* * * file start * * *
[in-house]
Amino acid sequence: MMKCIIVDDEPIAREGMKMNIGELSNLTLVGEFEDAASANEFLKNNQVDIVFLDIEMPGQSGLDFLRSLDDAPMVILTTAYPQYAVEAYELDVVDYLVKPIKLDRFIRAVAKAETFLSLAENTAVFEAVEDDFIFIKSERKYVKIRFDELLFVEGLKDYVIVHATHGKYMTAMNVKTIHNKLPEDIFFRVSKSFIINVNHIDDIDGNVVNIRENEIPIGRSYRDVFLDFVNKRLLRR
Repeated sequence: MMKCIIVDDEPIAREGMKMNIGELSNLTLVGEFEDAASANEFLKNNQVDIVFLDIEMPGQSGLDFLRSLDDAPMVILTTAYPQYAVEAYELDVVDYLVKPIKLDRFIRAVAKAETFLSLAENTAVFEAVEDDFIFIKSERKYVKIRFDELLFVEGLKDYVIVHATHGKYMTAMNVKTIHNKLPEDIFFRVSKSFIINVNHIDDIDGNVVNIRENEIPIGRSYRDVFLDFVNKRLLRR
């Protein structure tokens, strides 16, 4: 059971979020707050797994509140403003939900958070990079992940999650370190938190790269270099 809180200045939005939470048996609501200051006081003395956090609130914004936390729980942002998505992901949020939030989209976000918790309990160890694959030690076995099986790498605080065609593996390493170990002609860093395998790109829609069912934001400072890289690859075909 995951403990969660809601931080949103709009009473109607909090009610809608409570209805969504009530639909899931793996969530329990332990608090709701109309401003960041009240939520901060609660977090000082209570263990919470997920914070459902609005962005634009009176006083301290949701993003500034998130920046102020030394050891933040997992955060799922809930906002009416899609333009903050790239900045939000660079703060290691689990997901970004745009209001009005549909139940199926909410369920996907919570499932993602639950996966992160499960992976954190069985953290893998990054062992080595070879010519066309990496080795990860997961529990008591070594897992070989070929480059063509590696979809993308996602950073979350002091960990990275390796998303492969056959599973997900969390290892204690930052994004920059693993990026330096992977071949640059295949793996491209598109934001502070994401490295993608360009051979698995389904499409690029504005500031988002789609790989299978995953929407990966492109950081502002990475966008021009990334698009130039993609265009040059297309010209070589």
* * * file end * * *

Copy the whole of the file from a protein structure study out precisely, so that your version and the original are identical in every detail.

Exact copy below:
[in-house]
Amino acid sequence: MMKCIIVDDEPIAREGMKMNIGELSNLTLVGEFEDAASANEFLKNNQVDIVFLDIEMPGQSGLDFLRSLDDAPMVILTTAYPQYAVEAYELDVVDYLVKPIKLDRFIRAVAKAETFLSLAENTAVFEAVEDDFIFIKSERKYVKIRFDELLFVEGLKDYVIVHATHGKYMTAMNVKTIHNKLPEDIFFRVSKSFIINVNHIDDIDGNVVNIRENEIPIGRSYRDVFLDFVNKRLLRR
Repeated sequence: MMKCIIVDDEPIAREGMKMNIGELSNLTLVGEFEDAASANEFLKNNQVDIVFLDIEMPGQSGLDFLRSLDDAPMVILTTAYPQYAVEAYELDVVDYLVKPIKLDRFIRAVAKAETFLSLAENTAVFEAVEDDFIFIKSERKYVKIRFDELLFVEGLKDYVIVHATHGKYMTAMNVKTIHNKLPEDIFFRVSKSFIINVNHIDDIDGNVVNIRENEIPIGRSYRDVFLDFVNKRLLRR
């Protein structure tokens, strides 16, 4: 059971979020707050797994509140403003939900958070990079992940999650370190938190790269270099 809180200045939005939470048996609501200051006081003395956090609130914004936390729980942002998505992901949020939030989209976000918790309990160890694959030690076995099986790498605080065609593996390493170990002609860093395998790109829609069912934001400072890289690859075909 995951403990969660809601931080949103709009009473109607909090009610809608409570209805969504009530639909899931793996969530329990332990608090709701109309401003960041009240939520901060609660977090000082209570263990919470997920914070459902609005962005634009009176006083301290949701993003500034998130920046102020030394050891933040997992955060799922809930906002009416899609333009903050790239900045939000660079703060290691689990997901970004745009209001009005549909139940199926909410369920996907919570499932993602639950996966992160499960992976954190069985953290893998990054062992080595070879010519066309990496080795990860997961529990008591070594897992070989070929480059063509590696979809993308996602950073979350002091960990990275390796998303492969056959599973997900969390290892204690930052994004920059693993990026330096992977071949640059295949793996491209598109934001502070994401490295993608360009051979698995389904499409690029504005500031988002789609790989299978995953929407990966492109950081502002990475966008021009990334698009130039993609265009040059297309010209070589």